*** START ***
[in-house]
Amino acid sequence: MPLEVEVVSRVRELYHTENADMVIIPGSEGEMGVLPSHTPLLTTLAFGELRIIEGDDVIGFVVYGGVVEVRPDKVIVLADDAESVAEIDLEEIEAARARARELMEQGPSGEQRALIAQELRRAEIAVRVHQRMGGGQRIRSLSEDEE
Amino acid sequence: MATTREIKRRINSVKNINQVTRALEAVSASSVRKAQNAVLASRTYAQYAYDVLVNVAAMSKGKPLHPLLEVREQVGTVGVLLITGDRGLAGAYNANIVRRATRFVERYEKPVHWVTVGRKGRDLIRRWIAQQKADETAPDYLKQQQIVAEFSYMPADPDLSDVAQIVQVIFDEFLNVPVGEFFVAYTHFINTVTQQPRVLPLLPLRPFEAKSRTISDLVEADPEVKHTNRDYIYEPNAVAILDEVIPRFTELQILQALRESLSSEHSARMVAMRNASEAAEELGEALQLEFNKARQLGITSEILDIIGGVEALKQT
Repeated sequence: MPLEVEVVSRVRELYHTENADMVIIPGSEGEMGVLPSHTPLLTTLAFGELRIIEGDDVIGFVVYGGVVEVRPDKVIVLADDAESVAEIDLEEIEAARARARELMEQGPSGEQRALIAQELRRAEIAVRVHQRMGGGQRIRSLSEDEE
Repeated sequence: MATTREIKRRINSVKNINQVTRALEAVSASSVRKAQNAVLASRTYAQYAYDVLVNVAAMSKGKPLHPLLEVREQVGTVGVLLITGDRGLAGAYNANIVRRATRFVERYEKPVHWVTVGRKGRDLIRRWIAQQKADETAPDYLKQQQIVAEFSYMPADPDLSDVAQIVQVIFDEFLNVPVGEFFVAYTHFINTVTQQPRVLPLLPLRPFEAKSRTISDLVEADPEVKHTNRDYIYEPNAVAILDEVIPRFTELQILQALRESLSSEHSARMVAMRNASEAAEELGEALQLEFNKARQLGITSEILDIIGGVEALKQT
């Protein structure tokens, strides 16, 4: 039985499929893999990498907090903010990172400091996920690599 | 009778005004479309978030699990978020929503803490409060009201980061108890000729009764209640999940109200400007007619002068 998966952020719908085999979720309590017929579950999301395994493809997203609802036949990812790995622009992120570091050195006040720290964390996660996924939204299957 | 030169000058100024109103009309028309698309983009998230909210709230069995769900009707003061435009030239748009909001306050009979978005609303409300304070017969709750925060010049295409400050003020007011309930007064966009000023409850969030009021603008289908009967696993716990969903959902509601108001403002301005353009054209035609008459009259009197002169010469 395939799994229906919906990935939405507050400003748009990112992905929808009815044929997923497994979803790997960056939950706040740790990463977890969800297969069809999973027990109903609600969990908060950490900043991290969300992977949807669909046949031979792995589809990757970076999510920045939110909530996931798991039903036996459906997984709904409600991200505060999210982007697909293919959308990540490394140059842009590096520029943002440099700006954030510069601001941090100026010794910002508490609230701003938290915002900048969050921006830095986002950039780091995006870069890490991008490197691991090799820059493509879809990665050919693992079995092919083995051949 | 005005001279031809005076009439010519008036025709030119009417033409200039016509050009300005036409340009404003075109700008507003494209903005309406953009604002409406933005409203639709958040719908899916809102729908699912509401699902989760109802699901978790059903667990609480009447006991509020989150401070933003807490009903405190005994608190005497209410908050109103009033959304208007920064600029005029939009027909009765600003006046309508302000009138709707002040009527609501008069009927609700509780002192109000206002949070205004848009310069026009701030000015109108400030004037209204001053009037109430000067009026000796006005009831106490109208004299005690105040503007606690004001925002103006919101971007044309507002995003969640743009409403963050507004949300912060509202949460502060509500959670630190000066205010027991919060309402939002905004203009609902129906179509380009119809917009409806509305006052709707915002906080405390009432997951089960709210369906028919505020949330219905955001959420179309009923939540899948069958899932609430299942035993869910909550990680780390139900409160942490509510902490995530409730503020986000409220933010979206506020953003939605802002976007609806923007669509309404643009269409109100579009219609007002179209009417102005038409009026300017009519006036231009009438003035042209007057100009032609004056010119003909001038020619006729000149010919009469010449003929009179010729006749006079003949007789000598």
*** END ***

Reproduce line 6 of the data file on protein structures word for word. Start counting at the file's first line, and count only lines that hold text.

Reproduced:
């Protein structure tokens, strides 16, 4: 039985499929893999990498907090903010990172400091996920690599 | 009778005004479309978030699990978020929503803490409060009201980061108890000729009764209640999940109200400007007619002068 998966952020719908085999979720309590017929579950999301395994493809997203609802036949990812790995622009992120570091050195006040720290964390996660996924939204299957 | 030169000058100024109103009309028309698309983009998230909210709230069995769900009707003061435009030239748009909001306050009979978005609303409300304070017969709750925060010049295409400050003020007011309930007064966009000023409850969030009021603008289908009967696993716990969903959902509601108001403002301005353009054209035609008459009259009197002169010469 395939799994229906919906990935939405507050400003748009990112992905929808009815044929997923497994979803790997960056939950706040740790990463977890969800297969069809999973027990109903609600969990908060950490900043991290969300992977949807669909046949031979792995589809990757970076999510920045939110909530996931798991039903036996459906997984709904409600991200505060999210982007697909293919959308990540490394140059842009590096520029943002440099700006954030510069601001941090100026010794910002508490609230701003938290915002900048969050921006830095986002950039780091995006870069890490991008490197691991090799820059493509879809990665050919693992079995092919083995051949 | 005005001279031809005076009439010519008036025709030119009417033409200039016509050009300005036409340009404003075109700008507003494209903005309406953009604002409406933005409203639709958040719908899916809102729908699912509401699902989760109802699901978790059903667990609480009447006991509020989150401070933003807490009903405190005994608190005497209410908050109103009033959304208007920064600029005029939009027909009765600003006046309508302000009138709707002040009527609501008069009927609700509780002192109000206002949070205004848009310069026009701030000015109108400030004037209204001053009037109430000067009026000796006005009831106490109208004299005690105040503007606690004001925002103006919101971007044309507002995003969640743009409403963050507004949300912060509202949460502060509500959670630190000066205010027991919060309402939002905004203009609902129906179509380009119809917009409806509305006052709707915002906080405390009432997951089960709210369906028919505020949330219905955001959420179309009923939540899948069958899932609430299942035993869910909550990680780390139900409160942490509510902490995530409730503020986000409220933010979206506020953003939605802002976007609806923007669509309404643009269409109100579009219609007002179209009417102005038409009026300017009519006036231009009438003035042209007057100009032609004056010119003909001038020619006729000149010919009469010449003929009179010729006749006079003949007789000598």